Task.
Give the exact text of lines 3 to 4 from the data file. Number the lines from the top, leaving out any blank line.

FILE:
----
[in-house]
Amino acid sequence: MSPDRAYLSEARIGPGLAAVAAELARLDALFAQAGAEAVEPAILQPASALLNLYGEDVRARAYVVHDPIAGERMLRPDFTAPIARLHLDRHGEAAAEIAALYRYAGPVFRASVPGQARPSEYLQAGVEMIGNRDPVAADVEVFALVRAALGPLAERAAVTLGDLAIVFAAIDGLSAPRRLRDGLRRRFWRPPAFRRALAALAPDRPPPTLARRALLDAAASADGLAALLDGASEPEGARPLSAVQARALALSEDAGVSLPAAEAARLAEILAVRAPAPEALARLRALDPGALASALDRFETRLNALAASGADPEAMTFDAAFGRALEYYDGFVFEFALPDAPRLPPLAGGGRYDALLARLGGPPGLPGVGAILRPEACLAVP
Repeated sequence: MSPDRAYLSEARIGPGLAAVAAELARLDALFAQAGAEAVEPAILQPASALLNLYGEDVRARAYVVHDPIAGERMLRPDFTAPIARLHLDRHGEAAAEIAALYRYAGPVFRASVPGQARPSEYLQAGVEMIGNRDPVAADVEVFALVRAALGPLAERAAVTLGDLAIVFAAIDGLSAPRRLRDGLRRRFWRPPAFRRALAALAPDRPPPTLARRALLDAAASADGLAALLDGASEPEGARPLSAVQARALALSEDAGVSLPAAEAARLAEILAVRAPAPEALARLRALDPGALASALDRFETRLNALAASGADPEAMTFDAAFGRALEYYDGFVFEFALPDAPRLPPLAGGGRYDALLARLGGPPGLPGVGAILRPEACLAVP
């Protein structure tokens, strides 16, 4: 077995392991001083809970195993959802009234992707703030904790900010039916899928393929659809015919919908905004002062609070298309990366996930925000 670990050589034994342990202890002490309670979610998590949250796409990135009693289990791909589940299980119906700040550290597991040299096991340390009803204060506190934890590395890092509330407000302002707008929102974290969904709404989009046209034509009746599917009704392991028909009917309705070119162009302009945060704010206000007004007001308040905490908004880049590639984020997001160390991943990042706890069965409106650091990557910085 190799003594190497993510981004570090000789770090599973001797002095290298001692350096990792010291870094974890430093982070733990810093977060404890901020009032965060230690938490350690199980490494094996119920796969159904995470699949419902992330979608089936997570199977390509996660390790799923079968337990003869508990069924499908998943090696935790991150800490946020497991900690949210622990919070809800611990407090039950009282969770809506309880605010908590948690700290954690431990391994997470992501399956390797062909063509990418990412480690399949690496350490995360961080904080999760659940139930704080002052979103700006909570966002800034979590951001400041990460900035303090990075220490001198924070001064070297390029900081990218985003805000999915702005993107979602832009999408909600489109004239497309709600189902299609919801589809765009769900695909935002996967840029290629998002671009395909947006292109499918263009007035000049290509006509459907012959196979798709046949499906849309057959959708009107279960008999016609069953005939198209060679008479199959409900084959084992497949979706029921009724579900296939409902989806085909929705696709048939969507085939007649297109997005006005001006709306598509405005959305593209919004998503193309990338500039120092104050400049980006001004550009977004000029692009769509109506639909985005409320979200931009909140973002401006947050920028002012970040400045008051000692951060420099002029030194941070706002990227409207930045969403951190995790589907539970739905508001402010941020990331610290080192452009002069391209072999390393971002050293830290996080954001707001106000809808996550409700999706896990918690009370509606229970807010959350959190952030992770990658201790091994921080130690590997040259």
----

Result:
Repeated sequence: MSPDRAYLSEARIGPGLAAVAAELARLDALFAQAGAEAVEPAILQPASALLNLYGEDVRARAYVVHDPIAGERMLRPDFTAPIARLHLDRHGEAAAEIAALYRYAGPVFRASVPGQARPSEYLQAGVEMIGNRDPVAADVEVFALVRAALGPLAERAAVTLGDLAIVFAAIDGLSAPRRLRDGLRRRFWRPPAFRRALAALAPDRPPPTLARRALLDAAASADGLAALLDGASEPEGARPLSAVQARALALSEDAGVSLPAAEAARLAEILAVRAPAPEALARLRALDPGALASALDRFETRLNALAASGADPEAMTFDAAFGRALEYYDGFVFEFALPDAPRLPPLAGGGRYDALLARLGGPPGLPGVGAILRPEACLAVP
């Protein structure tokens, strides 16, 4: 077995392991001083809970195993959802009234992707703030904790900010039916899928393929659809015919919908905004002062609070298309990366996930925000 670990050589034994342990202890002490309670979610998590949250796409990135009693289990791909589940299980119906700040550290597991040299096991340390009803204060506190934890590395890092509330407000302002707008929102974290969904709404989009046209034509009746599917009704392991028909009917309705070119162009302009945060704010206000007004007001308040905490908004880049590639984020997001160390991943990042706890069965409106650091990557910085 190799003594190497993510981004570090000789770090599973001797002095290298001692350096990792010291870094974890430093982070733990810093977060404890901020009032965060230690938490350690199980490494094996119920796969159904995470699949419902992330979608089936997570199977390509996660390790799923079968337990003869508990069924499908998943090696935790991150800490946020497991900690949210622990919070809800611990407090039950009282969770809506309880605010908590948690700290954690431990391994997470992501399956390797062909063509990418990412480690399949690496350490995360961080904080999760659940139930704080002052979103700006909570966002800034979590951001400041990460900035303090990075220490001198924070001064070297390029900081990218985003805000999915702005993107979602832009999408909600489109004239497309709600189902299609919801589809765009769900695909935002996967840029290629998002671009395909947006292109499918263009007035000049290509006509459907012959196979798709046949499906849309057959959708009107279960008999016609069953005939198209060679008479199959409900084959084992497949979706029921009724579900296939409902989806085909929705696709048939969507085939007649297109997005006005001006709306598509405005959305593209919004998503193309990338500039120092104050400049980006001004550009977004000029692009769509109506639909985005409320979200931009909140973002401006947050920028002012970040400045008051000692951060420099002029030194941070706002990227409207930045969403951190995790589907539970739905508001402010941020990331610290080192452009002069391209072999390393971002050293830290996080954001707001106000809808996550409700999706896990918690009370509606229970807010959350959190952030992770990658201790091994921080130690590997040259």